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# Homogeneity of magnetic flux and rotational eddy losses

## Homogeneity of magnetic flux and rotational eddy losses

(OP)
Hi:

I am building an application were a Disc magnet is placed closed to a copper plate. This magnet rotates about its axis. This magnet will not move with respect to the plate, only rotate.

I want to minimize eddy current losses due to this rotating magnet but maximize eddy current losses by translation in any direction.

In principle if the magnetic flux is perfectly  homogeneous  on the surface, meaning that along a given circle of any radius on the surface of the cylinder the flux is the same along that circle. If also the magnetic flux axis is aligned with the axis of rotation, this rotation should not produce eddy currents.

How accurate is my assumption?

Are magnets in real life this homogeneous?

Is the magnetic axis the same as the geometric axis of the magnet?

Is there a way to minimize rotational eddy currents without minimizing transnational eddy currents?

I am planning to enclose the magnet as much as possible with non/ferrous materials to maximize this transnational damping.

My final goal is to have a magnet/plate setup in which the magnet can rotate as free as possible along its magnetic axis, but be damped as much as possible by any translation movement.

Very similar to a magnetic bearing.

Thanks

Fernando
Replies continue below

### RE: Homogeneity of magnetic flux and rotational eddy losses

Your assumption is correct.  Your disc magnet will need to be axially magnetized (it could even alternate N-S-N-S with increasing radius, (i.e. concentric poles, like a target); it just needs to be rotationally symmetrical).

Practical axially magnetized magnets should be quite homogeneous in field strength and direction about their axis.

The magnetic axis can be unrelated to the physical axis--you want an axially magnetized magnet for their axies to be coincident.

A single pole axially magnetized disc magnet will minimize rotational eddy currents.

Increasing pole count concentrically will increase translational eddy currents, to a point--the pole width should be less than the air gap.

### RE: Homogeneity of magnetic flux and rotational eddy losses

I don't understand this part:

"This magnet will not move with respect to the plate, only rotate.

maximize eddy current losses by translation in any direction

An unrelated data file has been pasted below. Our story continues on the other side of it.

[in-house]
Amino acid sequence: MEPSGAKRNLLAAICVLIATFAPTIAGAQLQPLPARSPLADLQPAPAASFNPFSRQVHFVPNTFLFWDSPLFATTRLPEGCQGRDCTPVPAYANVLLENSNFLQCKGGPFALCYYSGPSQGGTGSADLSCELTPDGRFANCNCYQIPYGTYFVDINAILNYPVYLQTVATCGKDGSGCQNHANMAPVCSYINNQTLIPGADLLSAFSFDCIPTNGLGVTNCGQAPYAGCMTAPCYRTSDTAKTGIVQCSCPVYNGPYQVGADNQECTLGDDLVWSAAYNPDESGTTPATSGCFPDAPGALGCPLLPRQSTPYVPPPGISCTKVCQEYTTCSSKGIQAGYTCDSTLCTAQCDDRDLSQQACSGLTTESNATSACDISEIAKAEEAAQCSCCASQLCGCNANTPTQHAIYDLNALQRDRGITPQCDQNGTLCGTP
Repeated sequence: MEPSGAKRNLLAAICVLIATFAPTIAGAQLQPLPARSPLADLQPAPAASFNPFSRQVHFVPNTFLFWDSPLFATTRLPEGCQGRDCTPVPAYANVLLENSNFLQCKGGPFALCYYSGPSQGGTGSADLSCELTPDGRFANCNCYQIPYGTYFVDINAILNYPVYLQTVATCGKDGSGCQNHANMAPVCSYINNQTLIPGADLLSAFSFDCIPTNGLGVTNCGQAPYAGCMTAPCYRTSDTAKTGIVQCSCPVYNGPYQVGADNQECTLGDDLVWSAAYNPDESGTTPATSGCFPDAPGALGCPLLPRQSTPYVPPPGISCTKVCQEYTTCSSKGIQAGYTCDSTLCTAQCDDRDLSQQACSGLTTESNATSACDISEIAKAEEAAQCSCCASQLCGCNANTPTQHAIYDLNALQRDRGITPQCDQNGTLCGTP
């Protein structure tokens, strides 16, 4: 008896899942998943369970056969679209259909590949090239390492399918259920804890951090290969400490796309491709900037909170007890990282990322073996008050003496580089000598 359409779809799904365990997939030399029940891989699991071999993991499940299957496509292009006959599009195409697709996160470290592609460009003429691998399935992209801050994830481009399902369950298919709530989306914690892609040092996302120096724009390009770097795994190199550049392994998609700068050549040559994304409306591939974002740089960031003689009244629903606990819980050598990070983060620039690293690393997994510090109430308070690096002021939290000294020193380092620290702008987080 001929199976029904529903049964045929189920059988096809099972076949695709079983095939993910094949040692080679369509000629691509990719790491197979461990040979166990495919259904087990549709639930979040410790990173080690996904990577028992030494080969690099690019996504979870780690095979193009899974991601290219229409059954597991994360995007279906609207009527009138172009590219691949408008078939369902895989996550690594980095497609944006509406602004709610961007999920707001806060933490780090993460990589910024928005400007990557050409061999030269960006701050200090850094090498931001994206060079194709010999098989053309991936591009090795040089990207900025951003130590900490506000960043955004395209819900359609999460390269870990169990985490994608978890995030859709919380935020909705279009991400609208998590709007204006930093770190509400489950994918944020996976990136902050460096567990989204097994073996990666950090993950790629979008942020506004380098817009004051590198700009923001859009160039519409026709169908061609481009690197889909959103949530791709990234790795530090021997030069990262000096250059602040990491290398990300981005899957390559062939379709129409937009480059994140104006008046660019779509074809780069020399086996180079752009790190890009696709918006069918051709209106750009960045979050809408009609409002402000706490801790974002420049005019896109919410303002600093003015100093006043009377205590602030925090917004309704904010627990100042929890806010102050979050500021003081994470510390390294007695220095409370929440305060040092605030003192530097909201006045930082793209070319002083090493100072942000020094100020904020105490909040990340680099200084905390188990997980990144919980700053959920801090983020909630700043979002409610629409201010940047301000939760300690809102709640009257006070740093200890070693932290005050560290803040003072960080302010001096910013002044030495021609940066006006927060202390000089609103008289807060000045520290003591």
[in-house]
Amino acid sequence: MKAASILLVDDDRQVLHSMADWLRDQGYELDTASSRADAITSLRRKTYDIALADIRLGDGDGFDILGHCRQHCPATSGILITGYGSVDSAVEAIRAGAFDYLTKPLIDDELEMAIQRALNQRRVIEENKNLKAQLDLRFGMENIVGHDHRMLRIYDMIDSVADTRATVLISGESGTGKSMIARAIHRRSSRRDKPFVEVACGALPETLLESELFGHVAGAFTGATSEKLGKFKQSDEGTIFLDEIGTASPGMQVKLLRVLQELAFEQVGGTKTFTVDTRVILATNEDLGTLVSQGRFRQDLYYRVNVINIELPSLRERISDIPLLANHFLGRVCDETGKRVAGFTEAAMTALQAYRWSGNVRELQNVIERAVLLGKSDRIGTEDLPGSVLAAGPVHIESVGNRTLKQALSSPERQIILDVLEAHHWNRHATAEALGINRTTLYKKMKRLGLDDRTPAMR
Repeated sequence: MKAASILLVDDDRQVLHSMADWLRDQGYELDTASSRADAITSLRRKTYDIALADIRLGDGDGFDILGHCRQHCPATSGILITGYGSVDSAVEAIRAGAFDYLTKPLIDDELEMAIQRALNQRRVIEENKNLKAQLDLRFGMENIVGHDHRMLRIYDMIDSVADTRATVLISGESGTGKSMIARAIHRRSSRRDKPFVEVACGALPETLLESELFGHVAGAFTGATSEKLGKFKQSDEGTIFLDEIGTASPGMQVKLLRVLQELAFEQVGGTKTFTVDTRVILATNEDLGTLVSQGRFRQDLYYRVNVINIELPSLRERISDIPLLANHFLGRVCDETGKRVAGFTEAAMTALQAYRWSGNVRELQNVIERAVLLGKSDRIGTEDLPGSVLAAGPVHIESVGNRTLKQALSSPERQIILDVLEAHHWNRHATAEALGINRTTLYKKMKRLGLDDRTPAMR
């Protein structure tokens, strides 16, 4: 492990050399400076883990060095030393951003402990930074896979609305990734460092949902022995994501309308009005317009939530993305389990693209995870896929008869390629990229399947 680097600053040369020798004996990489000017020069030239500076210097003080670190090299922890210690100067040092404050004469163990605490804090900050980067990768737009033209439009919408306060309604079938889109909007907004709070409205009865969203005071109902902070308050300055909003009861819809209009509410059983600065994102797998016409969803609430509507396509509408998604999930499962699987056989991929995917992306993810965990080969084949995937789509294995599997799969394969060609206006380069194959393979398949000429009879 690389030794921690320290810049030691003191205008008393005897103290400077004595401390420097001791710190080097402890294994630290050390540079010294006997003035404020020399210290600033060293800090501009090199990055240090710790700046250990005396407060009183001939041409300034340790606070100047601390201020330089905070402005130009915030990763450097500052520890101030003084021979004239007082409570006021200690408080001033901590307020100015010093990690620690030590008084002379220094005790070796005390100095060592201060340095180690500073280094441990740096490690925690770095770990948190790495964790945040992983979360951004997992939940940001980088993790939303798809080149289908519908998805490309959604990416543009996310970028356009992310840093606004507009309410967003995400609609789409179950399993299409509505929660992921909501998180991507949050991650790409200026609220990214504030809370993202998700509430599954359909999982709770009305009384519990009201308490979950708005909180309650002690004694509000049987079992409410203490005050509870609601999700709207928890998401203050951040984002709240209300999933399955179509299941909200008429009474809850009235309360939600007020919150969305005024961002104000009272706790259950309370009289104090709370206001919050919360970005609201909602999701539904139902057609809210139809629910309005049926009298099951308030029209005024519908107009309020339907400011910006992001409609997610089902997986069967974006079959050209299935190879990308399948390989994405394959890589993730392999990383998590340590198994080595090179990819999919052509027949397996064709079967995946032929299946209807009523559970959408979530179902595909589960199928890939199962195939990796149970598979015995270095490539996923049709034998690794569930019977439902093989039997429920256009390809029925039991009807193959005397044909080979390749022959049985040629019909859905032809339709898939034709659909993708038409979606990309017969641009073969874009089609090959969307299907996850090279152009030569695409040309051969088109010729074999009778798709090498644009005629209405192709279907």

be damped as much as possible by any translation movement"

If the magnet does not move with respect to the plate, how do you get any translational losses/damping?

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### RE: Homogeneity of magnetic flux and rotational eddy losses

(OP)
Well what I meant by that was that the magnet and plate should not move translationally, that is the movement we are trying to damp. But its not constricted physcially, very similar to a magnetic bearing...

### RE: Homogeneity of magnetic flux and rotational eddy losses

In my experience rare earth magnets, at least when big (e.g. 4"x4"), are not very uniform, so I expect quite high losses in rotation. However, as I don't see how you will close your magnetic circuit, you shouldn't experience large braking forces (though this is relative to what you expect of course).
Concerning the translation, you should have the disc magnet smaller in diameter wrt the copper plate, so that there is a field change when moving, but once again you won't experience a large damping and it depends also on the amplitude of the lateral movement you want to stop.

prex
http://www.xcalcs.com : Online engineering calculations
http://www.megamag.it : Magnetic brakes and launchers for fun rides

### RE: Homogeneity of magnetic flux and rotational eddy losses

I think your translational eddy current detection is mostly mutually exclusive with your lack of rotation eddy current, but you haven't stated how big a translation motion you're trying to control.  Is it slow, is it fast, is it large, is it repeating?

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